This week I review local metal core band NeverWake's recent release, "Sleepwalker."
This local band has been rocking the Ohio Valley for a couple of years now. While there's no shortage of metal band's locally, NeverWake is definitely a cut above most of what I hear. Composed of Johnny DiCarlo on vocals and guitar; James Watson on guitar; George Scott on bass; and Marcus Giannamore on drums, the band's second album, like its first, was recorded at Mike Ofca's Innovation Studio.
I've often believed if this band and a handful of others were in a different area, they might have gained a larger following. But in this age of "do it yourself," and with the Internet, it's possible to be a successful band and build a strong following through word of mouth on the Internet grapevine.
NeverWake comes from a musical family, as leader Johnny DiCarlo is son of John DiCarlo, leader of the longtime valley rock band U.S. Kids. My understanding is he's also related to the girl/dad band Spinning Jenny, the finest rock band in the Ohio Valley with an 11-year-old on bass and keys.
Like the band's first release, "Sleepwalker" is an impressive slice of modern metal walking hand in hand with hooks and choruses most metal bands might find beneath them. But that's actually the band's best attribute - while many modern metal bands riff on an open tuning on a low "C" power chord to show how "dark" they are - BORING -the guys in NeverWake can actually play AND flirt with different styles, successfully.
NeverWake isn't afraid to try new things or step outside of the metal box, so to speak - I like the touches of keys and baroque dissonance that peppers most of their music, as well as the changing of the dynamics on a dime. While other bands flirt with the harmonic minor scale and diminished arpeggios - again, to give the impression of "darkness" - NeverWake bases entire compositions or sections of songs on these tricky devices. It's very easy to overuse the harmonic minor scale, as a little bit goes a long way, especially in a rock tune. But NeverWake never sounds pretentious nor forced using exotic sounds, and using them in a novel way.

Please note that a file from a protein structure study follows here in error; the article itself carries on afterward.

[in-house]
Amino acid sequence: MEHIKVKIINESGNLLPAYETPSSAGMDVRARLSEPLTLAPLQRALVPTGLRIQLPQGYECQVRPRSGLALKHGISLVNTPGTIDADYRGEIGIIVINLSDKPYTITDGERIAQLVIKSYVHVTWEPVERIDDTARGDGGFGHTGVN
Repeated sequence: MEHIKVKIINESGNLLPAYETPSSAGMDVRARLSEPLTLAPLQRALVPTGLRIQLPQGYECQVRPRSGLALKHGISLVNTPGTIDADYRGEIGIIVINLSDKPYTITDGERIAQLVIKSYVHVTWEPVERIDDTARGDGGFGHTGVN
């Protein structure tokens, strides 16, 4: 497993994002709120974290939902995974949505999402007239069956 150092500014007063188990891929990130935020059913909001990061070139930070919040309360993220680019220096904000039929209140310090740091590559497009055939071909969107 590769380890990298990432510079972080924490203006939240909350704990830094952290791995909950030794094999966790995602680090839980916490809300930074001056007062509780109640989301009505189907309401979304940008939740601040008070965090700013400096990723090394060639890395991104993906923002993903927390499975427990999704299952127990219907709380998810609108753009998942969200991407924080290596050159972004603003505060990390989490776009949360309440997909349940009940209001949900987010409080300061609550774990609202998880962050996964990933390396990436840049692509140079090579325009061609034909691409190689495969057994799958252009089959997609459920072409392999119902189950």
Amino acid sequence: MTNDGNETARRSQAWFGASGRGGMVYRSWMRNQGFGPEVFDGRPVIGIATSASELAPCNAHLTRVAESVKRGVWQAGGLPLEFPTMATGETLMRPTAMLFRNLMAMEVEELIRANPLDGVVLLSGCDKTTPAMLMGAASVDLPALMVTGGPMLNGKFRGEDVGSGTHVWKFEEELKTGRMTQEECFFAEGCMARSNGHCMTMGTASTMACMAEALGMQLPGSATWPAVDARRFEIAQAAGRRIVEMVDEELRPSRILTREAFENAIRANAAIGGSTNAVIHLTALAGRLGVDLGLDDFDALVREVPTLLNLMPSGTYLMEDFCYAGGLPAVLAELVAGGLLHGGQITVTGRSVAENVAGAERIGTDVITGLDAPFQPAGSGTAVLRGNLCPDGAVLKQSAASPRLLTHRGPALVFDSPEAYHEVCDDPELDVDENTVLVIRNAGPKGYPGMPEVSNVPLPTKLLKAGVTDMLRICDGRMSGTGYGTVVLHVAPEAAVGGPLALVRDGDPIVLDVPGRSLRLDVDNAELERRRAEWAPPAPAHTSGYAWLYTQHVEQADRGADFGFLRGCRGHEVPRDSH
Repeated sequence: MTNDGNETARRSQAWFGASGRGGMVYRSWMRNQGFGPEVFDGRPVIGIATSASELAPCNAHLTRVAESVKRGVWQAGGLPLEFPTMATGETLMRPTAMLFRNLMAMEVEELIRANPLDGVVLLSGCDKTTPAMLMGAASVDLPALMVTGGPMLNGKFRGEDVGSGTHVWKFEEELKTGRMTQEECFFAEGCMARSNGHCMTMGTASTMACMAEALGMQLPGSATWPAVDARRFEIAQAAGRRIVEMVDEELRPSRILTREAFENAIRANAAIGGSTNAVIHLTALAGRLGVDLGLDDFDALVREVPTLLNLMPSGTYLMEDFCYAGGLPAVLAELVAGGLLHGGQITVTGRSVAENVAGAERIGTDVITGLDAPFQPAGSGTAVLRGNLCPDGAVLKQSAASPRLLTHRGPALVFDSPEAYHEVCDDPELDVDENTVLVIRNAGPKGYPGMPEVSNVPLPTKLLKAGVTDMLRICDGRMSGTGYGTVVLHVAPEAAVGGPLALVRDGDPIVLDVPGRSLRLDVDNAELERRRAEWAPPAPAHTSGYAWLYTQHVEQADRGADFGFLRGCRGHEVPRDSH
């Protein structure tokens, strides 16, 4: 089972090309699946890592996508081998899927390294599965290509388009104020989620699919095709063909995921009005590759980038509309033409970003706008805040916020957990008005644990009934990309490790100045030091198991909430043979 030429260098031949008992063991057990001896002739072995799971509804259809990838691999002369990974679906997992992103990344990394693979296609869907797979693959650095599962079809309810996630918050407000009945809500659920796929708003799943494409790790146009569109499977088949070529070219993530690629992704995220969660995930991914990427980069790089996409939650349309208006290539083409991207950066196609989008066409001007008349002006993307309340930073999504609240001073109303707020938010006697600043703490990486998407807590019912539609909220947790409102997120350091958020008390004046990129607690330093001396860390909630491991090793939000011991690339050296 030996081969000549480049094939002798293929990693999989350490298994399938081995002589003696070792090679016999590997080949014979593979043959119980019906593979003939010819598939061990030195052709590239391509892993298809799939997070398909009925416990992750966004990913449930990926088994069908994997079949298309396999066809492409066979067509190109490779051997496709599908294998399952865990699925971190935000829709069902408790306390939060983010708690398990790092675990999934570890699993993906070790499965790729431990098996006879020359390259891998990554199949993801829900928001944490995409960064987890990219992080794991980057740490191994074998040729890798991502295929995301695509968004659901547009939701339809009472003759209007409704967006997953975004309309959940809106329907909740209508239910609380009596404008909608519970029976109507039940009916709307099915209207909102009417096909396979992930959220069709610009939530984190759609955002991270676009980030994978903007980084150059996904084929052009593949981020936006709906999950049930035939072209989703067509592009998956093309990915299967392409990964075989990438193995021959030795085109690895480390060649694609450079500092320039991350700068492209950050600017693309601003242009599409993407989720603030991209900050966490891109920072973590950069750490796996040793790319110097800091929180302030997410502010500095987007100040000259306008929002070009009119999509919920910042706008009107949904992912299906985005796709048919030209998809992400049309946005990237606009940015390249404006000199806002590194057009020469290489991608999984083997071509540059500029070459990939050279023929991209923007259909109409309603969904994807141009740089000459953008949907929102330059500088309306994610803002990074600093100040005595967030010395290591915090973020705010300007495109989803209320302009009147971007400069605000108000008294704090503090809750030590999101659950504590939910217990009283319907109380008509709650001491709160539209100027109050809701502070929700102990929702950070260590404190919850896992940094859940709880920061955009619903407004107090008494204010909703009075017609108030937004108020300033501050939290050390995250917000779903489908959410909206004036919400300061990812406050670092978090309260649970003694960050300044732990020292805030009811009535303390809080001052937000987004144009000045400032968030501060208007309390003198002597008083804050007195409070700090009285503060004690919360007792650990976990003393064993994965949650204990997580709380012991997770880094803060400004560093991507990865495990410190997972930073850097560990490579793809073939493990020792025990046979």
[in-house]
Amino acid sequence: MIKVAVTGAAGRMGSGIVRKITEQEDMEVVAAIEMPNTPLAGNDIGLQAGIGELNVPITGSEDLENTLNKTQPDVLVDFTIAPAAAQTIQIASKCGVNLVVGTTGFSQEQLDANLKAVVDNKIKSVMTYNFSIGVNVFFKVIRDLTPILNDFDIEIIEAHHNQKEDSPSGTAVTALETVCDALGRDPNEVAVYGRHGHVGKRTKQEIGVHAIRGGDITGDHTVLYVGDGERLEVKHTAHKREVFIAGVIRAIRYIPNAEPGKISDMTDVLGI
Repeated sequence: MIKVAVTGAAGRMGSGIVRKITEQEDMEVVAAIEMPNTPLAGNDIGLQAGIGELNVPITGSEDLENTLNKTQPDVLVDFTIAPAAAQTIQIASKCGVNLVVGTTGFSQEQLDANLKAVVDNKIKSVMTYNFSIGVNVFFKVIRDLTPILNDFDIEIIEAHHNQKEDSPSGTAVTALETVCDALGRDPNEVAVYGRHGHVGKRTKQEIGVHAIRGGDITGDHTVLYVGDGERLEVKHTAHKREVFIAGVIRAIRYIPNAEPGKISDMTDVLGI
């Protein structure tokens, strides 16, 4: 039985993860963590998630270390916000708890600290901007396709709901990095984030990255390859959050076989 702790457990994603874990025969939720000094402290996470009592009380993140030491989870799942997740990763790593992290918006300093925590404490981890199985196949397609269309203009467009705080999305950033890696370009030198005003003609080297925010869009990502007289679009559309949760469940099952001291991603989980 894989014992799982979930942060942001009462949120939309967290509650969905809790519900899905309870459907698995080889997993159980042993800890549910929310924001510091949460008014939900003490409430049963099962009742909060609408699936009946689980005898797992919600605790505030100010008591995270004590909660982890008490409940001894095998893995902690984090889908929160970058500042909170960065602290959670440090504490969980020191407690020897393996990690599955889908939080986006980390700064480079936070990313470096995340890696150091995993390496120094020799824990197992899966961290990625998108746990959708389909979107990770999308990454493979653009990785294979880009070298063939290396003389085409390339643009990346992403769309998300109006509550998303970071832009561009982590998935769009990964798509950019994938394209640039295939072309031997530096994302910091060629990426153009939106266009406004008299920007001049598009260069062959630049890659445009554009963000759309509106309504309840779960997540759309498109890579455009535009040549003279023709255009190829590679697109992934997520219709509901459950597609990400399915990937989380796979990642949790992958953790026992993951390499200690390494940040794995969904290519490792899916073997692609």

It's impressive songwriting - sounding darkly metal but also accessible at the same time.
Sonically the album is a wonder, and this is no doubt Ofca's prowess at the mixing table. There are other fine engineers in the valley, but no one sounds constantly "modern" like Ofca, no matter the style.
As a guitarist I really dig some of the mind-bending solos on the album as well. While I play mostly jazz these days, I also really dig Johnny DiCarlo's chops and inventive, innovative solos. For me, these are a hell of a lot of fun to listen to.
Lyrically, the album is on par with most modern metal, which really isn't my thing. But it's hard to be taken seriously in the dark metal world these days if you're singing songs about red roses, so I get it.
NeverWake should be proud of their sophomore effort not sounding "sophomoric" but even more focused and determined than their first album. Ultimately musical success depends not on popularity but how well you execute your art and message. NeverWake could be one of the best local bands